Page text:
destroyer was killed, but Kent was one of the survivors. Kent lost his battle with cancer in Safford, AZ, a few years ago, with my mom taking care of both of them, but he was a great blessing to my mom, loving husband for many years. I prayed for him today, and I hope you do too.

Of course, the other soldier is my son Joel, a Marine reservist, who was in country at the beginning of the second Iraq war, part of a bulk fuel unit supplying a line between Kuwait City and Baghdad. I'm very proud of Joel's service, and eternally grateful for his safe return. And I can't think of Joel without thinking of my friend Courtney's son Keefe, who is still a Marine officer, and who spent some months in Afghanistan this year, and Johnny Moran, who used to sing in my teen choir, and whose armored vehicle was the target of an IED a couple of years ago. Johnny, thank God, survived, and is doing well. 

I also remembered today Stephen Hepner, related to me only by marriage. He was the brother of my Uncle Tom's wife Eleanor, and also a Marine. He died in Vietnam in 1967, just over 44 years ago. He is mentioned in one of the key chronicles of the early part of the war, The Hill Fights: The First Battle
2nd Lt. Stephen Hepner
of Khe Sanh
, by Edward F. Murphy (ISBN-13: 9780739303290). There is a memorial to him on the "Virtual Wall" here. In part, this is what it says about him, and his death:



The 3rd Battalion, 9th Marines, had been in and out of Khe Sanh area several times during the spring of 1967, participating in the famous "Hill Fights" in the mountains surrounding Khe Sanh Combat Base. They were "in" during the latter part of April, and on 30 April lost 17 men in a bitter engagement with the North Vietnamese Army on the jungled slopes of Hill 881 South. 3rd Bn, 3rd Marines lost 27 more in the battle. Two days later 3/9 had another loss - 2nd Lt. Stephen Hepner was shot and killed while leading his platoon in the area of the 30 April fight.

I am reminded today that, however we might feel about the morality of this or that war or the men who commit young men and women to fight them, those who actually do the fighting have often very little choice in the matter. Of course, in wars of many generations, there was a draft, so people were "randomly" selected to fight. Others are forced by economic necessity, or risking a better future for themselves and their families, to enlist in the armed services in order to get the benefits offered to soldiers. It thus falls to us to honor the sacrifices they make, especially when that sacrifice is that of their life, health or limb, and to keep the promises made to them at enlistment for health care and education benefits. While the wars themselves might be necessary evils to overcome greater evils, or reprehensible incursions begun out of greed, vengeance, economic imperialism, or just paranoia, most who actually fought and died did so out of a sense of duty, hope, and honor.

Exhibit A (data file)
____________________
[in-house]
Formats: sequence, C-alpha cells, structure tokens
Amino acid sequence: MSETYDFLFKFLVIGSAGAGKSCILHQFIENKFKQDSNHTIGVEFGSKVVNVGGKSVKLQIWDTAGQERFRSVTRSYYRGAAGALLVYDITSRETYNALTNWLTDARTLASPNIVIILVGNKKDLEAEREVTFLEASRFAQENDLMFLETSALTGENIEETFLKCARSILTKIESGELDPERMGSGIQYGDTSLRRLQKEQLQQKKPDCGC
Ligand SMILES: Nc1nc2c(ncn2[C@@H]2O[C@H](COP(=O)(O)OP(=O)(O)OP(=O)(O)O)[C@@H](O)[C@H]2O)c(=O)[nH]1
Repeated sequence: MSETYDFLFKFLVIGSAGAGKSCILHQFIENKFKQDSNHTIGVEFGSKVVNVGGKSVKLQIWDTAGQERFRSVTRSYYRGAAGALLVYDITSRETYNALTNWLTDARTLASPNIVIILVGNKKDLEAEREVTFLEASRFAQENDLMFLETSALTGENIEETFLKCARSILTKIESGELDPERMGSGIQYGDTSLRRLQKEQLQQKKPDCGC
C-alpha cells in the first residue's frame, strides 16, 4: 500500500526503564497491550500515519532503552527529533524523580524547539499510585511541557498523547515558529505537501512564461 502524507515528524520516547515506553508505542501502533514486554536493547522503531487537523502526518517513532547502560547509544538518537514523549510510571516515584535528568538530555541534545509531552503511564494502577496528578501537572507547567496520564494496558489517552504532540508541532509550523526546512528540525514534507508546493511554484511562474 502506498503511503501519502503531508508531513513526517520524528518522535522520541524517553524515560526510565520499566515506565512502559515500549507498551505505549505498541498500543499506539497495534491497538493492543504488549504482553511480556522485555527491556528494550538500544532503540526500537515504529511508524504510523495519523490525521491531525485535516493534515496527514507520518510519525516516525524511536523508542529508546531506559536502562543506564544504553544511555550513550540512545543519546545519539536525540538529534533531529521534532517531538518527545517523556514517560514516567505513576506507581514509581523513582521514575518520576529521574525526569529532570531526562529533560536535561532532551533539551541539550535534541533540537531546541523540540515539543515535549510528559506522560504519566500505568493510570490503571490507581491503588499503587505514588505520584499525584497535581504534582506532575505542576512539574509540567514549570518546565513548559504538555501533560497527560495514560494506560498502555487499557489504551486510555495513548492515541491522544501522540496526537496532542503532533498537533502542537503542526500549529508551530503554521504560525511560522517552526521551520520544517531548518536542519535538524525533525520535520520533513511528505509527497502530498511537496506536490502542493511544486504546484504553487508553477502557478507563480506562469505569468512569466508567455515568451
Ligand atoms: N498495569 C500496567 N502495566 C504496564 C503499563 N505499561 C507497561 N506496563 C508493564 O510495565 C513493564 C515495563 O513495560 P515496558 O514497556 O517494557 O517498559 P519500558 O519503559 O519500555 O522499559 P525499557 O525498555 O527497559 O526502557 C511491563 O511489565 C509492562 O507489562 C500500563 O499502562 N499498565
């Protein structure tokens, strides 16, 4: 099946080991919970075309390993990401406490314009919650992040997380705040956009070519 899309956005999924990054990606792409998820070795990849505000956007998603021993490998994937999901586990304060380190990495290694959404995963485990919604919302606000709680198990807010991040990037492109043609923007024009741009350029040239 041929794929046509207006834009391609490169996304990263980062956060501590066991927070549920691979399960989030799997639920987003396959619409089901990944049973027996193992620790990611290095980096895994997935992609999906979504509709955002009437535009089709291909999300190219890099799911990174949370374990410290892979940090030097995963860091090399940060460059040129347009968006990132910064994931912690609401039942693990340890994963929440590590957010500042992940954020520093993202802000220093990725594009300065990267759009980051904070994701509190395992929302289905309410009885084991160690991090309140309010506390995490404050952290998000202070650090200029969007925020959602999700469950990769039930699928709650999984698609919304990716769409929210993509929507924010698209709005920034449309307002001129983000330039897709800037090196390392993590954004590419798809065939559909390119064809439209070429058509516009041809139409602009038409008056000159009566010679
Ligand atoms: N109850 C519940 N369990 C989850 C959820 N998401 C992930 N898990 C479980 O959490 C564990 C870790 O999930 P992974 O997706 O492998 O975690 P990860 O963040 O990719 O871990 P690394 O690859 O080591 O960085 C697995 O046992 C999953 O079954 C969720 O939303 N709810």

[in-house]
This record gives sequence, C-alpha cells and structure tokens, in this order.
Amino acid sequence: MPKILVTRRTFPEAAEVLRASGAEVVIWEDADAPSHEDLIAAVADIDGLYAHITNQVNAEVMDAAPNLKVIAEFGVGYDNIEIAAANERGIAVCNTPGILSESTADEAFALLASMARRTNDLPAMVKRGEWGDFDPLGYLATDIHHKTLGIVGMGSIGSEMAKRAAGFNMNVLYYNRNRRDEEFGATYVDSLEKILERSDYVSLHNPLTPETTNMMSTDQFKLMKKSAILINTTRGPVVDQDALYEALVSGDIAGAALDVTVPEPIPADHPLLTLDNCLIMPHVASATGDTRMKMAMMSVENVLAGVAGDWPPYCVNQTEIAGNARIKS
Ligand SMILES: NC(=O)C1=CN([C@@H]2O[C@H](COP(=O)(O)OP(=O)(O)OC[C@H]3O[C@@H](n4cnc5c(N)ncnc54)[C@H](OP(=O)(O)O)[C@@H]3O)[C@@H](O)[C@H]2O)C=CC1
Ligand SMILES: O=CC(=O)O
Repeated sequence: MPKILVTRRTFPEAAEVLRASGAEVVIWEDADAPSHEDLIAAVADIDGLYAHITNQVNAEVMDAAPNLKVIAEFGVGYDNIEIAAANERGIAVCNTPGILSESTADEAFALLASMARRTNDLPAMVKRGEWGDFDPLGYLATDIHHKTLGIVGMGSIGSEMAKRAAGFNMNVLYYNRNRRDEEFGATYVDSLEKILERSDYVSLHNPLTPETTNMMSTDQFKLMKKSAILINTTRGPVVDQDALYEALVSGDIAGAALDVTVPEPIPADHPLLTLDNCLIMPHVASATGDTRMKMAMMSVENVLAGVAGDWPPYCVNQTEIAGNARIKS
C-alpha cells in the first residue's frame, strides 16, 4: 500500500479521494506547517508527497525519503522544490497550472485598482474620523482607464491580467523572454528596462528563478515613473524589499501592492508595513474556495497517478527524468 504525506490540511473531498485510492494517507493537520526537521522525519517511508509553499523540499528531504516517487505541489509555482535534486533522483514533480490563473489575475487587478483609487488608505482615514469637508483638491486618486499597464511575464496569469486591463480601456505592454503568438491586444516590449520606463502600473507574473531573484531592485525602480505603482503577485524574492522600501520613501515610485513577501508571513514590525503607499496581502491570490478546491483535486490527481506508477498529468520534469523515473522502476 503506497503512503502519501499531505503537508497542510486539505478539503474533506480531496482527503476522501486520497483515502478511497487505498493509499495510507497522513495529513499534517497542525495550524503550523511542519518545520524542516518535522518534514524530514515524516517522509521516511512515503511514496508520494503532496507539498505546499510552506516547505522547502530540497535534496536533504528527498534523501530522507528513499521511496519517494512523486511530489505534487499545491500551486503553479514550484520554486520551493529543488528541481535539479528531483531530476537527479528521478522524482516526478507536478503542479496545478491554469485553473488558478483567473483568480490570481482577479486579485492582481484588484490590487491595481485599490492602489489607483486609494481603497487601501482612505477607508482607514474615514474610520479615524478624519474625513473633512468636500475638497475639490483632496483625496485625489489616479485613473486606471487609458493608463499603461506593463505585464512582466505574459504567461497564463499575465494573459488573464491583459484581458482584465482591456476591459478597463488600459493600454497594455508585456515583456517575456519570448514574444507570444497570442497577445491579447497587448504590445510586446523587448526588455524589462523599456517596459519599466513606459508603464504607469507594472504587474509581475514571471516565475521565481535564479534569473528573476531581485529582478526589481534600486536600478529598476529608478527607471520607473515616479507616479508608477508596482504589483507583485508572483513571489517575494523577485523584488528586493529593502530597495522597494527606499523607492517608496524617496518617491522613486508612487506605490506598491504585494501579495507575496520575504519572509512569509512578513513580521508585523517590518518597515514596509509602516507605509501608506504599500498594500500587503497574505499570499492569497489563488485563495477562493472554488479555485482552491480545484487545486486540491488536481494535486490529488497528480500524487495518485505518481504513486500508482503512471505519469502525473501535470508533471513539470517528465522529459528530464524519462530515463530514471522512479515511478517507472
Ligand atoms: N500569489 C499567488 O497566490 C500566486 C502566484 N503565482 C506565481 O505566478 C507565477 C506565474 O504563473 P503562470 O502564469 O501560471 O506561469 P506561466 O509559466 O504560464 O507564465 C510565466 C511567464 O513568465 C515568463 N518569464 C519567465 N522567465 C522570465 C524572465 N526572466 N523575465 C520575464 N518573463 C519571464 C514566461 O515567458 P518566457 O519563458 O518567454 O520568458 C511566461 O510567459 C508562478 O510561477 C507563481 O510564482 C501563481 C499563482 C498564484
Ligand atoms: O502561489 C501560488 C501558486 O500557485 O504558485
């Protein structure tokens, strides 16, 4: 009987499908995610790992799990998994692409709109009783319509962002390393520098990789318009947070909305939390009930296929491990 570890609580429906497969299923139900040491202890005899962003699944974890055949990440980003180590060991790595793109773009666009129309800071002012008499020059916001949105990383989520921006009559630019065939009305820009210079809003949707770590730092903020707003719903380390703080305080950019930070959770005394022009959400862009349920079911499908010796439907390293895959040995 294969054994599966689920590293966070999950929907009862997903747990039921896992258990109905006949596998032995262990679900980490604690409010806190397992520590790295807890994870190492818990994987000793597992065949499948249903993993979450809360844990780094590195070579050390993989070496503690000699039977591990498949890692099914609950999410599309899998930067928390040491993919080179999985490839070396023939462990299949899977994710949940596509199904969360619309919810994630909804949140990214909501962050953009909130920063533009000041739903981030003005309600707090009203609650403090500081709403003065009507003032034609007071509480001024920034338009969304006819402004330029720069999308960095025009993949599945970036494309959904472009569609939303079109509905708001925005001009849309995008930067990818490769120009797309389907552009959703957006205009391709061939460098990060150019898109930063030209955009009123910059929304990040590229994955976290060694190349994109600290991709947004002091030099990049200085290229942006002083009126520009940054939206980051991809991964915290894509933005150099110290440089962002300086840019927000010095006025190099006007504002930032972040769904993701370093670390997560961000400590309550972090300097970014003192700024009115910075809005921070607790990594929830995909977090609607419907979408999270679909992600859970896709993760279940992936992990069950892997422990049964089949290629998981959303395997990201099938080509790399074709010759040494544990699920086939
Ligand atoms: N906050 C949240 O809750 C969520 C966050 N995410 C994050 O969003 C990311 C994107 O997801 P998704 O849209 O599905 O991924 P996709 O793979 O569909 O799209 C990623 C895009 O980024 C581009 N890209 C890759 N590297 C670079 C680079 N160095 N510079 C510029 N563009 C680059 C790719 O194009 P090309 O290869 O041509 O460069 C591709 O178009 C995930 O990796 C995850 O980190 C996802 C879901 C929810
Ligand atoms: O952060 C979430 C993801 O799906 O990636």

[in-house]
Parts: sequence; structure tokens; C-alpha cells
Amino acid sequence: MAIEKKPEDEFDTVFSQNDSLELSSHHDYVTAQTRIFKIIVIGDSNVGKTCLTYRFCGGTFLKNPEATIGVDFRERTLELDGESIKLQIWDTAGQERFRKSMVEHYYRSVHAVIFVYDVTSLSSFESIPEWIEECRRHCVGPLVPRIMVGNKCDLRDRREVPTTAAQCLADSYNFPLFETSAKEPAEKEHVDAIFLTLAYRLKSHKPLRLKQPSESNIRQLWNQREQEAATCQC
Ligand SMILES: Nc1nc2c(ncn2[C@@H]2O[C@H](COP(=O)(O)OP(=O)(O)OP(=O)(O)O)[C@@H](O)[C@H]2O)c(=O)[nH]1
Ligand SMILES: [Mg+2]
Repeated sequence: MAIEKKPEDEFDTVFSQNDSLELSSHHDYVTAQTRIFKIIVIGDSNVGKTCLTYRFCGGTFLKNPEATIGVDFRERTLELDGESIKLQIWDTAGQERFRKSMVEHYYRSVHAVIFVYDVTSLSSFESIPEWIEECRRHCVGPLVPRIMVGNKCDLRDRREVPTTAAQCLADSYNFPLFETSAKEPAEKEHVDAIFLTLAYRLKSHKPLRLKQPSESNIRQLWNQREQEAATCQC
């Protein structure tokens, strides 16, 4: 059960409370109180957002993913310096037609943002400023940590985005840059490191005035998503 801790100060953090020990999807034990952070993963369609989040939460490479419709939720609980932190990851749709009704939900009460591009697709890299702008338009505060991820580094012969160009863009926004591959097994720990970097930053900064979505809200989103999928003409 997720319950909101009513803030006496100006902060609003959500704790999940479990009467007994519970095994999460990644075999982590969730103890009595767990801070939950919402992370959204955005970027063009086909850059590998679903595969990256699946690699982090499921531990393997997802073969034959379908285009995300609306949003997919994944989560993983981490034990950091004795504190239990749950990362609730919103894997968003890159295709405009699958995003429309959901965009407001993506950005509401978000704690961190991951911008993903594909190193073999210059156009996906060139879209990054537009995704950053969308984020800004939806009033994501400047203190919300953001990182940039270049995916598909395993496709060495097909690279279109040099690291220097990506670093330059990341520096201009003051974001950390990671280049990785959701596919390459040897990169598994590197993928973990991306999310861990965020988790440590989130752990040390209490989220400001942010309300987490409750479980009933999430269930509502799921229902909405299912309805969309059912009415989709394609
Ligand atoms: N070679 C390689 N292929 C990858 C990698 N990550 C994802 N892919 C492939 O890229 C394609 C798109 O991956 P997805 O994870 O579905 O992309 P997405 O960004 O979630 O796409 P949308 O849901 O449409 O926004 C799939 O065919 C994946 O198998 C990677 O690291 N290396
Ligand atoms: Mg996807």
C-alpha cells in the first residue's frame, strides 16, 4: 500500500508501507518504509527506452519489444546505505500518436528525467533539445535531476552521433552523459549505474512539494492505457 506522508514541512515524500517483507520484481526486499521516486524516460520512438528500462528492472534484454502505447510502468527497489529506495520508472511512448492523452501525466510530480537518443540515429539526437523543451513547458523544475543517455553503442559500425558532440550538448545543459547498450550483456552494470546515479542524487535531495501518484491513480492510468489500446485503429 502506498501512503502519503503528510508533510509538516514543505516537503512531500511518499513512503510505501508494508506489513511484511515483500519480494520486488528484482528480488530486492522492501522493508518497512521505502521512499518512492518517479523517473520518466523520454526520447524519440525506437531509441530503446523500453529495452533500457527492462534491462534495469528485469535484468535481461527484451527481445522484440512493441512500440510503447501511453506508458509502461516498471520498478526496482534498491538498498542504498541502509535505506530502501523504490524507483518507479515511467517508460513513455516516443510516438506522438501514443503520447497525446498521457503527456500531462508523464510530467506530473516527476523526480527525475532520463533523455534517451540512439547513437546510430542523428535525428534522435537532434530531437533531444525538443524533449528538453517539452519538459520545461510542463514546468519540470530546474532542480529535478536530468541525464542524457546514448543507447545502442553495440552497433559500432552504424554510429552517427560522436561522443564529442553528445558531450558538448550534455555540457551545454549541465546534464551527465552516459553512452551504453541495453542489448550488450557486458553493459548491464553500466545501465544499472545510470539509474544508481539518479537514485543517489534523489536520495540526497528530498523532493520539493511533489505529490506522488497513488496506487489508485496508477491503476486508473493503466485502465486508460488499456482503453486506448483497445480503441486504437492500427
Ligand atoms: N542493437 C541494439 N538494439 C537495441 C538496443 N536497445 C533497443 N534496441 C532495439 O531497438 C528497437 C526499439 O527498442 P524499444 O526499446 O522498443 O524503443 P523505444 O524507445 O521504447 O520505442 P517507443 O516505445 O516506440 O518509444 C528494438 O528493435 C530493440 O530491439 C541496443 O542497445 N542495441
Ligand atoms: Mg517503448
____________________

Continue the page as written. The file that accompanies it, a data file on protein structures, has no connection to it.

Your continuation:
So Stephen, thank you, and thanks to all who gave their lives in order that others might live. Thanks to those who have given their lives as well in the cause of peace and non-violence. Thanks to those who served honorably and came home to build the country, like Kent and Joel. Thanks to those who refused to serve and gave witness to peace, like my brother-in-law Gary. Old as I feel this week when I will celebrate my 61st birthday, I'm trying to exercise my fragile memory, and not forget the courage of those who risked everything for those whom they loved. That, at least, is something I would do well to learn, and assimilate into my soul. May I, and all of us, be willing to "give up our lives for our friends," and may our friends, those whom we love with the love of Christ, include our enemies and the poor. It seems to me that only in this way will we ever beat our swords into the blades of plows, and finally study war no more.